The CBC Radio director of programming has responded to a listener’s inquiry into their broadcasting standards following multiple hit-pieces the CBC has aired, published and broadcast regarding #GamerGate, a scandal involving journalists who have been found to be connected to unethical and allegedly illegal behavior (this also includes CBC’s own staff who was recently fired for corruption). The response comes in lieu of the CRTC’s continued investigation into the CBC and they’re attempting to absolve themselves of any wrongdoing.
The CBC Radio director defended comments made on a recent radio program about a documentary called GTFO, which is about female gamers and harassment in the gaming industry.
Stephen Quinn, host of On the Coast, brought up #GamerGate to his guest Shannon Sun-Higginson on the May 8th, 2015 edition of the show, stating…
“The film was finished before GamerGate – and that was of course where anonymous players threatened to rape and murder female game developers, a couple of whom were actually featured in the [documentary]”
You can listen to the quote in full via a clip of Quinn’s comments below.
This could be considered as slander given that Adam Baldwin, the one who coined the term on August 27th, 2014, was not a gamer sending rape or murder threats to female game developers. He is neither convicted nor attached to any evidence of sending rape nor murder threats, and CBC should do well in providing the evidence if they’re going to publicly make such a damning accusation.
Baldwin used the hashtag as a way to summarize the scandal involving journalistic impropriety by the video game media. Attempting to defame Baldwin and those who questioned the media’s ineptitude regarding political bias and ideological agendas comes across as both disingenuous and factually inaccurate.
However, CBC Radio’s director of programming, Lorna Haeber, is defending host Stephen Quinn’s accusatory description, writing on record that…
“As part of the preamble to the question, Mr Quinn did try to put the issue of GamerGate into some context for the listener describing it as “when anonymous players threatened to rape and murder female game developers”. You took exception to that phrase saying there is “no evidence linking GamerGate supporters to any such incidents.” Again, the interview was not intended to explore GamerGate, and the phrase was intended to remind people quickly what it was about so the question being asked made sense.”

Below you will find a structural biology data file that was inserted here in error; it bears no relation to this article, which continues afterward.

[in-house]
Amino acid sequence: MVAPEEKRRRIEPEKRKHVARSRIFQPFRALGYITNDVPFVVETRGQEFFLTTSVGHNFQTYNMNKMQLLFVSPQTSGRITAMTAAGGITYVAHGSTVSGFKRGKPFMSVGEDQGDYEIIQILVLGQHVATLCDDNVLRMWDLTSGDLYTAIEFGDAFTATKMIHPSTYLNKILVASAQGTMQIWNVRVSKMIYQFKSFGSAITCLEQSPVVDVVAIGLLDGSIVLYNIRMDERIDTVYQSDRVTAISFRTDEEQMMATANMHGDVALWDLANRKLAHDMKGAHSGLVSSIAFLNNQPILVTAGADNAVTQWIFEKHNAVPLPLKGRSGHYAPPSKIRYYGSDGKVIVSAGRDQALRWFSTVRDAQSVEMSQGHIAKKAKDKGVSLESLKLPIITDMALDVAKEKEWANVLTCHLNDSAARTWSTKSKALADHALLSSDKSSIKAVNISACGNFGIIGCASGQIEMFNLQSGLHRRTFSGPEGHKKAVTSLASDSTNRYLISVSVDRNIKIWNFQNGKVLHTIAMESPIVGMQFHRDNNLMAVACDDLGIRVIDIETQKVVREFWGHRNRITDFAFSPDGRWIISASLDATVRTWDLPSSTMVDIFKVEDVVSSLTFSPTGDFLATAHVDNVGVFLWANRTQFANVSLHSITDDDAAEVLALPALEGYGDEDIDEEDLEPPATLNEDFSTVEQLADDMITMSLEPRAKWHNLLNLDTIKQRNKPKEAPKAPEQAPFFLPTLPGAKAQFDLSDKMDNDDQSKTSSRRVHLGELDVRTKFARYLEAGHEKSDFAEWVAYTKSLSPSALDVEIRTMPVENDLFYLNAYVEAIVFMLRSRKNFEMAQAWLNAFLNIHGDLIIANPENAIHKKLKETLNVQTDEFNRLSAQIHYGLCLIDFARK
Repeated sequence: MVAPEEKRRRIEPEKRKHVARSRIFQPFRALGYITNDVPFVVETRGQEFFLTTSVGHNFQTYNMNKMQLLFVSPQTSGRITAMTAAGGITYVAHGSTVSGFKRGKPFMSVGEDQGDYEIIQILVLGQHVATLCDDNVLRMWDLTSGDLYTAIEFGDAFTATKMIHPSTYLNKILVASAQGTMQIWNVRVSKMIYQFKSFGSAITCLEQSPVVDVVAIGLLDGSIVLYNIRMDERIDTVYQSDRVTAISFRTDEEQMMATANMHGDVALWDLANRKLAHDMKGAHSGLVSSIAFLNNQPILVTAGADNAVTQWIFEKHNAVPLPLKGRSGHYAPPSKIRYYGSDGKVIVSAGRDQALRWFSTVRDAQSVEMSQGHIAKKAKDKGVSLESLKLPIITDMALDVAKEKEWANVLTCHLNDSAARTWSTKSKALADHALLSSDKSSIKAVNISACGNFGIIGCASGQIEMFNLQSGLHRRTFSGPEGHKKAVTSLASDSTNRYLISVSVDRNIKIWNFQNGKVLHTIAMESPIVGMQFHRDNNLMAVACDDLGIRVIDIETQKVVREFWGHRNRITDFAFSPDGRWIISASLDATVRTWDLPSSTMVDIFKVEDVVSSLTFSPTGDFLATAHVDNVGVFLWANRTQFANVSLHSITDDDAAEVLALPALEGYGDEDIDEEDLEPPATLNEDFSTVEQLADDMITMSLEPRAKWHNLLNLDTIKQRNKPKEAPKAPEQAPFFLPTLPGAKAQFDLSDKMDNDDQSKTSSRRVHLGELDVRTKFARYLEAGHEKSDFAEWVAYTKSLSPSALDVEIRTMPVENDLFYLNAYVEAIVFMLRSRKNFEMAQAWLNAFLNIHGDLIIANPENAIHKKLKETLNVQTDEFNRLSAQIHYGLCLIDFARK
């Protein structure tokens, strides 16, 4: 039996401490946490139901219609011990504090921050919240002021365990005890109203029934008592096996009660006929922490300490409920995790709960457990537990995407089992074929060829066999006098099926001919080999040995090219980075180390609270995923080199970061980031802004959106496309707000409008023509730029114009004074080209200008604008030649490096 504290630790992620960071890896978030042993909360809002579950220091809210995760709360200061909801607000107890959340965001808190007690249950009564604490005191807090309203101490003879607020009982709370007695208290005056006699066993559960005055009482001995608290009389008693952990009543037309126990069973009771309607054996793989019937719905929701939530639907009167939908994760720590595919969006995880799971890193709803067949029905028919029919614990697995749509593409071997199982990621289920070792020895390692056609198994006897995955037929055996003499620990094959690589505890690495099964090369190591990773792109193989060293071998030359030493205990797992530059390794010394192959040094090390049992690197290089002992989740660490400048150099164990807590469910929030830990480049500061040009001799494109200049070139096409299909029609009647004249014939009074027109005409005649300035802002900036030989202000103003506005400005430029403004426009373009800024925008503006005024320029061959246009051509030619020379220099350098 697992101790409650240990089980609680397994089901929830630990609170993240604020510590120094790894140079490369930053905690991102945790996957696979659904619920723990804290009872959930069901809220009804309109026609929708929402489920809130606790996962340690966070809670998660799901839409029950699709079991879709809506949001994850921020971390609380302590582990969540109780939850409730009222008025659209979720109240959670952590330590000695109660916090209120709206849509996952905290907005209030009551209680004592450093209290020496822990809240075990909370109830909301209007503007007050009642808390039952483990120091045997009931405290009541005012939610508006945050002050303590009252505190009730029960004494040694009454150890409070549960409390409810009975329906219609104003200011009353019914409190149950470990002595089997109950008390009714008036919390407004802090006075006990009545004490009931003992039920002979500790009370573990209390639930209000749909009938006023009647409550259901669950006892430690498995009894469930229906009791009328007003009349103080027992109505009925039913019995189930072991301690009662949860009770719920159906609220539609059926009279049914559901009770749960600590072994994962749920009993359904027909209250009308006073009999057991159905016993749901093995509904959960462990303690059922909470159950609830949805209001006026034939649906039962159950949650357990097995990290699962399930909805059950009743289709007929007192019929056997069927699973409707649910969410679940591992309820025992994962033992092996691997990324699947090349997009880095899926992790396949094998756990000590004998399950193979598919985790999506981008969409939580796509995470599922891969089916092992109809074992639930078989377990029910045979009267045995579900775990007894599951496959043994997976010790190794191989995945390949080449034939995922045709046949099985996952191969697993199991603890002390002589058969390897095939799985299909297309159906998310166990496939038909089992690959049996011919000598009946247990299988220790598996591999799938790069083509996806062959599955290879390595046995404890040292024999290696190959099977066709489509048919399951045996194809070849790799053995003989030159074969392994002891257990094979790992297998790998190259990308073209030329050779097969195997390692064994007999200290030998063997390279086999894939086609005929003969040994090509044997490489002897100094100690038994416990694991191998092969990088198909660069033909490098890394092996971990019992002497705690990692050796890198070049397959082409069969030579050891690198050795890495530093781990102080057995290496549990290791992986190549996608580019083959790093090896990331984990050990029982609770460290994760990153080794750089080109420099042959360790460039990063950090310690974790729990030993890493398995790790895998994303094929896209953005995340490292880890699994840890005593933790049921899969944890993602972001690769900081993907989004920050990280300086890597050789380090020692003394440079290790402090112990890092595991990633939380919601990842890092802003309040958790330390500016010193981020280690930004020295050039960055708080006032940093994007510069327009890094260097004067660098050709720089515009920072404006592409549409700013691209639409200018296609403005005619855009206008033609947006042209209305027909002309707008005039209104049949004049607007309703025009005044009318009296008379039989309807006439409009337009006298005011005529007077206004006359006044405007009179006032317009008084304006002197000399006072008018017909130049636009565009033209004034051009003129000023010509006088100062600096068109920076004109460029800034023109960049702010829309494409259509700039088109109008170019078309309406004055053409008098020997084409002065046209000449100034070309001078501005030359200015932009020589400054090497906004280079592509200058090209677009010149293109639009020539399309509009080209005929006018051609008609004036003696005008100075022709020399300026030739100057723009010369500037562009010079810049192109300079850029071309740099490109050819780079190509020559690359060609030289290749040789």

Of course, reminding people of what it was about would be stating “GamerGate is a scandal involving journalists attached to alleged collusion and corruption starting in August of 2014”. The collusion has been proven as a fact, as evidenced with Breitbart’s reporting on the Game Journo Pros list [Disclosure: I was on the list], and corruption was proven when it was revealed Nathan Grayson, a writer at Kotaku, was romantically and financially tied to a subject he wrote about without disclosure.
The onus is on the CBC to provide evidence of #GamerGate being about rape and death threats. Empty conjecture while labeling the consumers and individuals using the hashtag as being involved with rape and death threats is purposed defamation without showing proof of intent or evidence for the allegations.
Haeber finishes the letter by stating…
“After reviewing your concerns, I believe the content on On The Coast was in line with CBC’s journalistic standards. Thank you again for your email. It is also my responsibility to let you know that if you are not satisfied with my response, you may wish to submit the matter for review by the CBC Ombudsman”
Essentially the CBC investigated itself and found itself innocent. However, attributing heinous acts to the activity of a group without proof, evidence or justification is the very act of improper and unethical reporting, as noted by the CBC’s own ethics policy, where they explicitly state…
“We provide professional judgment based on facts and expertise. We do not promote any particular point of view on matters of public debate.”
The issue has already been brought to the attention of the CRTC, and this is something duly worth investigating, since the CBC has repeatedly made a ritual out of vilifying #GamerGate and the people attached to the consumer revolt, aiming for ethical reform.
Previously, CBC’s executive producer of The National, Mark Harrison, had acknowledged the media slant at CBC and stated that they would aim to rectify and provide more balanced coverage in the future. Unfortunately, the courtesy of balanced reporting was not enforced for CBC Radio’s coverage.
I did reach out to Haeber to offer her an opportunity to respond, something the CBC has never afforded anyone associated with the GamerGate hashtag.
(Thanks to Lunar Archivist for the tip. Main image courtesy of Ashion01)
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